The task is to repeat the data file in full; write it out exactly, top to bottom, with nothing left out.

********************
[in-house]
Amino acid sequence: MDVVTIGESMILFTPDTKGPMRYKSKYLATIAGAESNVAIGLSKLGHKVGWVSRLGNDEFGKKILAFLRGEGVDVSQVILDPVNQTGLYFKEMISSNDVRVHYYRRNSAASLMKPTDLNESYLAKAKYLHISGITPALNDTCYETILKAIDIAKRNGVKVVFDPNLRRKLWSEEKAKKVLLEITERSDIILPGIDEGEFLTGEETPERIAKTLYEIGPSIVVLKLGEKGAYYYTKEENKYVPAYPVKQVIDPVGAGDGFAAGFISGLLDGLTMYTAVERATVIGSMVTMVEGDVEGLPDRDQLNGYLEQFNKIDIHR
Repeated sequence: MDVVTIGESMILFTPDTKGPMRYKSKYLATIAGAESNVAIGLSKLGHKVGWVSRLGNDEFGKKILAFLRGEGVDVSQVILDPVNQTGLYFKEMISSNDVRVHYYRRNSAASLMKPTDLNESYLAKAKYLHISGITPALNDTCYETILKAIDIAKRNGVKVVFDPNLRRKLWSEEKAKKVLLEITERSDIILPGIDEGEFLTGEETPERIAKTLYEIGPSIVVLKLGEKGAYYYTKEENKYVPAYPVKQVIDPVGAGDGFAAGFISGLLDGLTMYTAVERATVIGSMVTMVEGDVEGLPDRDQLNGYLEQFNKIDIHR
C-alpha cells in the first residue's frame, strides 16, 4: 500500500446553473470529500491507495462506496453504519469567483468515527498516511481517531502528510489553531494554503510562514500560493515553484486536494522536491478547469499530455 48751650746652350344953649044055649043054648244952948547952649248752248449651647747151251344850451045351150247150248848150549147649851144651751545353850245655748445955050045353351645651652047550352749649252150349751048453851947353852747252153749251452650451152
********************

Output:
[in-house]
Amino acid sequence: MDVVTIGESMILFTPDTKGPMRYKSKYLATIAGAESNVAIGLSKLGHKVGWVSRLGNDEFGKKILAFLRGEGVDVSQVILDPVNQTGLYFKEMISSNDVRVHYYRRNSAASLMKPTDLNESYLAKAKYLHISGITPALNDTCYETILKAIDIAKRNGVKVVFDPNLRRKLWSEEKAKKVLLEITERSDIILPGIDEGEFLTGEETPERIAKTLYEIGPSIVVLKLGEKGAYYYTKEENKYVPAYPVKQVIDPVGAGDGFAAGFISGLLDGLTMYTAVERATVIGSMVTMVEGDVEGLPDRDQLNGYLEQFNKIDIHR
Repeated sequence: MDVVTIGESMILFTPDTKGPMRYKSKYLATIAGAESNVAIGLSKLGHKVGWVSRLGNDEFGKKILAFLRGEGVDVSQVILDPVNQTGLYFKEMISSNDVRVHYYRRNSAASLMKPTDLNESYLAKAKYLHISGITPALNDTCYETILKAIDIAKRNGVKVVFDPNLRRKLWSEEKAKKVLLEITERSDIILPGIDEGEFLTGEETPERIAKTLYEIGPSIVVLKLGEKGAYYYTKEENKYVPAYPVKQVIDPVGAGDGFAAGFISGLLDGLTMYTAVERATVIGSMVTMVEGDVEGLPDRDQLNGYLEQFNKIDIHR
C-alpha cells in the first residue's frame, strides 16, 4: 500500500446553473470529500491507495462506496453504519469567483468515527498516511481517531502528510489553531494554503510562514500560493515553484486536494522536491478547469499530455 48751650746652350344953649044055649043054648244952948547952649248752248449651647747151251344850451045351150247150248848150549147649851144651751545353850245655748445955050045353351645651652047550352749649252150349751048453851947353852747252153749251452650451152